UK households throw away £2.5bn (281,000 tonnes) of edible vegetables every year, research has found.
Bosch VitaFresh asked 2000 people across the country their shopping habits and found that whilst vegan and vegetable-heavy diets are growing in popularity in the UK, over 17% of the veg Brits are buying each week still ends up in the bin.
Londoners prove to be the worst waste culprits with 59.5% of residents admitting to throwing away vegetables, which is estimated to total £445m each year – 55% more than people living in East Anglia.
Londoners were also the worst for buying too much and throwing the surplus away, replacing veg that is still edible and throwing veg out because they can’t think what to do with it in the kitchen.
Over 76.4% of Brits said veg going off was the number one reason they threw it away. The second most popular reason was buying too much, with over 1 in 5 UK households saying they found themselves with too much veg at home to know what to do with.
According to the research, the over-55s are the most economical with their purchases, spending the least (£9.68), wasting the least (£4.82), and disposing of just 119g of vegetables each week, 79g less than the national average.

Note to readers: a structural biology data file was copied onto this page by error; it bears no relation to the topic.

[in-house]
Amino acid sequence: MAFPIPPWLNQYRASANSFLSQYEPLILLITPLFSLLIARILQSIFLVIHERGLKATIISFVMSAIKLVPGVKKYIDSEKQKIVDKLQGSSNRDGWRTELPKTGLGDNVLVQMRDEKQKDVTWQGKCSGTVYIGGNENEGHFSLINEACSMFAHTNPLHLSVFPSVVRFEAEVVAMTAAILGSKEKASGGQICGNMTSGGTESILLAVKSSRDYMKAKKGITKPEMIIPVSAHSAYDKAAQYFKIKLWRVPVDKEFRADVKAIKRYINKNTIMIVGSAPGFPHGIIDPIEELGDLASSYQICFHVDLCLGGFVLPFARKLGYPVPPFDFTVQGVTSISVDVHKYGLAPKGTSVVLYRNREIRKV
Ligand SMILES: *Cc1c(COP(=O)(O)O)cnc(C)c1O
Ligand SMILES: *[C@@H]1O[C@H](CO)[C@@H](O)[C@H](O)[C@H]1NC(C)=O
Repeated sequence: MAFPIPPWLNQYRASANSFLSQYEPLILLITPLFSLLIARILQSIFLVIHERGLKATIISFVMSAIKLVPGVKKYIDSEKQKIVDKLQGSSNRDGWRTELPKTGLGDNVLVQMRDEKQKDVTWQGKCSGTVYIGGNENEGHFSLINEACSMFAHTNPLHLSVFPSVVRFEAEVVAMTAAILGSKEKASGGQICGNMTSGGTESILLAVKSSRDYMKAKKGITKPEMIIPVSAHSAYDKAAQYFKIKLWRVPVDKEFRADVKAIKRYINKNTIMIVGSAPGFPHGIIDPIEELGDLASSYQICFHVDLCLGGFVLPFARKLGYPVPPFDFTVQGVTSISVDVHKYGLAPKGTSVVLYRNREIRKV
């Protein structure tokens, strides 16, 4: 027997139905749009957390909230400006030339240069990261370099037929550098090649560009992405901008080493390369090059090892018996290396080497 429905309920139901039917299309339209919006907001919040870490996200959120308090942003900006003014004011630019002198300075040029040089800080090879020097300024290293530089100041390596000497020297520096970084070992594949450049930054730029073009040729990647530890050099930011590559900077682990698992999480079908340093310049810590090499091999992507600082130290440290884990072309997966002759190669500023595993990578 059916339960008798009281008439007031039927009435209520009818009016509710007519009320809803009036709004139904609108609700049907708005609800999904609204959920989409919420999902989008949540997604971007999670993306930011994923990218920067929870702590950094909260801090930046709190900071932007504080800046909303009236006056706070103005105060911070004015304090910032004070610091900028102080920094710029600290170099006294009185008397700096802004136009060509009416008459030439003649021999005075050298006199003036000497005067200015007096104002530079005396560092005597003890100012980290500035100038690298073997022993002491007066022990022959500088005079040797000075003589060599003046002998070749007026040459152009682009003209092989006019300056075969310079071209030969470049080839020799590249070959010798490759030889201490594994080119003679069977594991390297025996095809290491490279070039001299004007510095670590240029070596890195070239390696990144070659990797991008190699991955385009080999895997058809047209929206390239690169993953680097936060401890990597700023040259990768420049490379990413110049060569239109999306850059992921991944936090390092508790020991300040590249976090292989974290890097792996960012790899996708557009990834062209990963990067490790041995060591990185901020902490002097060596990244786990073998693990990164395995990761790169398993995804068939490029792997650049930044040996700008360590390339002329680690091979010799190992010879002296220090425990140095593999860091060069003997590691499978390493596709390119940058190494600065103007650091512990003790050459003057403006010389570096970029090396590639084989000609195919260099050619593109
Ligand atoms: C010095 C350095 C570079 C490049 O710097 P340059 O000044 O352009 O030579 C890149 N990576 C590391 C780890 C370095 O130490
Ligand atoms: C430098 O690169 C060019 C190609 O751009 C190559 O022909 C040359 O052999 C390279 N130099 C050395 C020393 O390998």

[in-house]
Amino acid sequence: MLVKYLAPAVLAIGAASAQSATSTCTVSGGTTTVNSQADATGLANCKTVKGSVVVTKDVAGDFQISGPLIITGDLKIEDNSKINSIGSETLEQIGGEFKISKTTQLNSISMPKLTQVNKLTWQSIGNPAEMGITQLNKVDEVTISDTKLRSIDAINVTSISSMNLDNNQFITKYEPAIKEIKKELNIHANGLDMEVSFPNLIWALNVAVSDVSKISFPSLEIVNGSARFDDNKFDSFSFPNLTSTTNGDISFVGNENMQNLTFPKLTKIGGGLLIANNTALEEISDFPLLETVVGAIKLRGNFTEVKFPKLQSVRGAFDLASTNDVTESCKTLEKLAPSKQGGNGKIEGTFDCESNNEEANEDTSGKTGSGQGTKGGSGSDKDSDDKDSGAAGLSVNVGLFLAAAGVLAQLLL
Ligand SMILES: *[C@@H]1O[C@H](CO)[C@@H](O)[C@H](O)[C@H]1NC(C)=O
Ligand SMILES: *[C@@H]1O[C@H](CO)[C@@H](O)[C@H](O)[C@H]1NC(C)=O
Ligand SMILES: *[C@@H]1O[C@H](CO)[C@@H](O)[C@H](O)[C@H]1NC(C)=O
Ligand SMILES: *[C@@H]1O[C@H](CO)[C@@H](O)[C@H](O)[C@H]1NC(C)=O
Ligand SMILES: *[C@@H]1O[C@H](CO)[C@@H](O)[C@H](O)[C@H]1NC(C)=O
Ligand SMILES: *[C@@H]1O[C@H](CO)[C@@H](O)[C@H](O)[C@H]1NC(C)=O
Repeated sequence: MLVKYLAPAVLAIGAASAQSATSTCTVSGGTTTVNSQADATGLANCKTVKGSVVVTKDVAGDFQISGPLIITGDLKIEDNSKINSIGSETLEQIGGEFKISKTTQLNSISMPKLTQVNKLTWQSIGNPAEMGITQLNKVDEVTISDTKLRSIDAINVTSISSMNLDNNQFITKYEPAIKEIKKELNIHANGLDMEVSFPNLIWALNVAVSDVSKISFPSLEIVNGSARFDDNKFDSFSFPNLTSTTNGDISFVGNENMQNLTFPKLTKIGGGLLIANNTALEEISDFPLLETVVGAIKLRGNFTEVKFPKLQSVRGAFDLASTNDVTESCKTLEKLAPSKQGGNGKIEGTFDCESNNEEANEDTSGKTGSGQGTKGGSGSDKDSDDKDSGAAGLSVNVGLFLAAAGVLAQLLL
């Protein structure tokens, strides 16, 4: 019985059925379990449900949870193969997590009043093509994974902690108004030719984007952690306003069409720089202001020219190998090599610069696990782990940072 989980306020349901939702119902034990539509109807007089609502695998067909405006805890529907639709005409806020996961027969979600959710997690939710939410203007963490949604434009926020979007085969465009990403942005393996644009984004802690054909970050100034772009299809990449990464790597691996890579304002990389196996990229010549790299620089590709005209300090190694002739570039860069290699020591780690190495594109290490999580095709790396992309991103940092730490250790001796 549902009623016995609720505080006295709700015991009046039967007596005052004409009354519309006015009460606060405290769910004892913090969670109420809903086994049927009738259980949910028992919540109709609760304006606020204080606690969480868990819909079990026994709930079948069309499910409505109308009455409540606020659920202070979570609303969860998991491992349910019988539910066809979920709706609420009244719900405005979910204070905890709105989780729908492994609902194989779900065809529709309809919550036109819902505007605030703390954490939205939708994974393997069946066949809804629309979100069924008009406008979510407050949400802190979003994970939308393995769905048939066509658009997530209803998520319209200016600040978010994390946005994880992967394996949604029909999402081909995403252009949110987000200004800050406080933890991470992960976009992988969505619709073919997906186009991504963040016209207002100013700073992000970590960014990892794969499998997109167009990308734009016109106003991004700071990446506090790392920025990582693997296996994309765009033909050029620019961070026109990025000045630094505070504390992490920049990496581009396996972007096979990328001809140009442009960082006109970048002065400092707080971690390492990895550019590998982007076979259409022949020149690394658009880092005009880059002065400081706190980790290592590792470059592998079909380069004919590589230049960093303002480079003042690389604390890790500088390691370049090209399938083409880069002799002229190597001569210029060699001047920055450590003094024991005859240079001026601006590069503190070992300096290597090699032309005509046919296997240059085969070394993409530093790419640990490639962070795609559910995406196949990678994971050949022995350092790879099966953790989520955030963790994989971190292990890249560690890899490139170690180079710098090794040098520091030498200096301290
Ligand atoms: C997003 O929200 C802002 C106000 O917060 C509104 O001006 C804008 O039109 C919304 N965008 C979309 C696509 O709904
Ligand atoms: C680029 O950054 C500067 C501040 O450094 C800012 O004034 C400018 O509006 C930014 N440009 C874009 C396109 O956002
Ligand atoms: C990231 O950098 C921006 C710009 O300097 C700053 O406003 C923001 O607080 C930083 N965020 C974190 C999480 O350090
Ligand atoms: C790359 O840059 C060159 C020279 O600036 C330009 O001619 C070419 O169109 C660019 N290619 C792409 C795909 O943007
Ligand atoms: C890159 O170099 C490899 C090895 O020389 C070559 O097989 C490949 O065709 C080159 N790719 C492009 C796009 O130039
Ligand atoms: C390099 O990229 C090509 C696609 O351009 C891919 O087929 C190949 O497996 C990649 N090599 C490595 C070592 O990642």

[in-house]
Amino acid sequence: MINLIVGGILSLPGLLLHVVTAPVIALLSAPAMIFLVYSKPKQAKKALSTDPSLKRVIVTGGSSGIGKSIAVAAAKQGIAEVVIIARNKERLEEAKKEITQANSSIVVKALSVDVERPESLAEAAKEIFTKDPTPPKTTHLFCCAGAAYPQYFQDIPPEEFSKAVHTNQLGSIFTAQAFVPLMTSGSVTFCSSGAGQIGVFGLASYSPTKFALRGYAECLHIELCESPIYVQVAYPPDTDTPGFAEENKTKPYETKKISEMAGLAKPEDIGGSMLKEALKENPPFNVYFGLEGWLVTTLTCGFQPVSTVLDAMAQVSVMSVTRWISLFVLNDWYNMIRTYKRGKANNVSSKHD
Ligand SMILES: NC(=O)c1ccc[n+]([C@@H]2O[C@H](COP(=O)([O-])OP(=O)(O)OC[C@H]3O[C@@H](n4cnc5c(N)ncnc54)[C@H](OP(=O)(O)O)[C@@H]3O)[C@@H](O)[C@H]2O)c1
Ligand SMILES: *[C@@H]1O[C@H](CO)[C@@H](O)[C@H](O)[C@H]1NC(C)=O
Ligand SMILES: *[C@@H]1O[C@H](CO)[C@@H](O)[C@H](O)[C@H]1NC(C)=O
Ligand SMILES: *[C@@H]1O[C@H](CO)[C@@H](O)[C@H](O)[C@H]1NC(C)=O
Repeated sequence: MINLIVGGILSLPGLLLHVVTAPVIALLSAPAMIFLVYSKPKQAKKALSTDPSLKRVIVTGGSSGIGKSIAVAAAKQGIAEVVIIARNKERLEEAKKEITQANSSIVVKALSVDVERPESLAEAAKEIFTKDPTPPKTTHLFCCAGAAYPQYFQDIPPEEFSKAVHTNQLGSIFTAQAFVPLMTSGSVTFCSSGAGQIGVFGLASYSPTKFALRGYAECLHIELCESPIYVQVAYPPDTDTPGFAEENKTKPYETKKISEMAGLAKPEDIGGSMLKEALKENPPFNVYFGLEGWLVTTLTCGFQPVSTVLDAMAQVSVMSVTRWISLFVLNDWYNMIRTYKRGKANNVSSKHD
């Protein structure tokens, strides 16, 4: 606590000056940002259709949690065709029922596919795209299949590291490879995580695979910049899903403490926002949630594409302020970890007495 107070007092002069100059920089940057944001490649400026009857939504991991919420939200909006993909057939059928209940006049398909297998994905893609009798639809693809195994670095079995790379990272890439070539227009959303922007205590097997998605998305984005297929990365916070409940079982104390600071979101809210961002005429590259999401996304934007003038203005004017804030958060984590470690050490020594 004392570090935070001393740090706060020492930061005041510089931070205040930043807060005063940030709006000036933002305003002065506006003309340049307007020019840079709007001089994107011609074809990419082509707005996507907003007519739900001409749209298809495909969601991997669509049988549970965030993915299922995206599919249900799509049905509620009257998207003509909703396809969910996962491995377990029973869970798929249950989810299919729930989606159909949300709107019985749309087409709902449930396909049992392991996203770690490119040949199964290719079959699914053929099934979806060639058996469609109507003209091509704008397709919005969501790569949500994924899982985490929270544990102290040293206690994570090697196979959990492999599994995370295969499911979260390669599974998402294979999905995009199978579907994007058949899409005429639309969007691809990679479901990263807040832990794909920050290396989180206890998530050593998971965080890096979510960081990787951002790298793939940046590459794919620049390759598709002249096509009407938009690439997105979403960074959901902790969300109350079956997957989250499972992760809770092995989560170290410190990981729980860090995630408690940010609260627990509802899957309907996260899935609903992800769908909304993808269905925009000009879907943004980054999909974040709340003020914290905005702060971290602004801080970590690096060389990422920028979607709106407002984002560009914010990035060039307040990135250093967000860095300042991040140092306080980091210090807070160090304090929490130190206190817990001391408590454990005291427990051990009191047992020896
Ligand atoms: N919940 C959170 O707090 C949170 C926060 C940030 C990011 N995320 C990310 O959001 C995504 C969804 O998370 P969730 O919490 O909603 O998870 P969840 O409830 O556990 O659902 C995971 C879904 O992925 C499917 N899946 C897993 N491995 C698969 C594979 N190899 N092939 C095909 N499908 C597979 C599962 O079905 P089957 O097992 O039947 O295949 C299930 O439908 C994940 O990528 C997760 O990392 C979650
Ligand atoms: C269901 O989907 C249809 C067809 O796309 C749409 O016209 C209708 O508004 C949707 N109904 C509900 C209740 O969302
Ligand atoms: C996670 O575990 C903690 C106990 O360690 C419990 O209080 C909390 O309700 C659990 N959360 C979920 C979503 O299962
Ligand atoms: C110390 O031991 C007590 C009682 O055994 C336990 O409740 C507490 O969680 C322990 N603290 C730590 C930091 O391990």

Comparatively, generation Z (18 – 24-year olds) throw away £10.70 each week – more than the over 55s spend.
During his time as Environment Secretary, Michael Gove has made the issue of reducing food waste one of his key objectives.
He made a speech last month at the V+A Museum and said: ‘Food waste is both a way of showing that we respect the earth and its limits, and it is also, by taking it seriously, a way of showing that we respect our fellow human beings and their potential.’
In January he appointed philanthropist Ben Elliot as the government’s new food surplus and waste champion to help cut the amount of food being sent to landfill.
The appointment is part of the government’s Resources and Waste Strategy, which was launched in December and aims to eliminate food waste to landfill by 2030.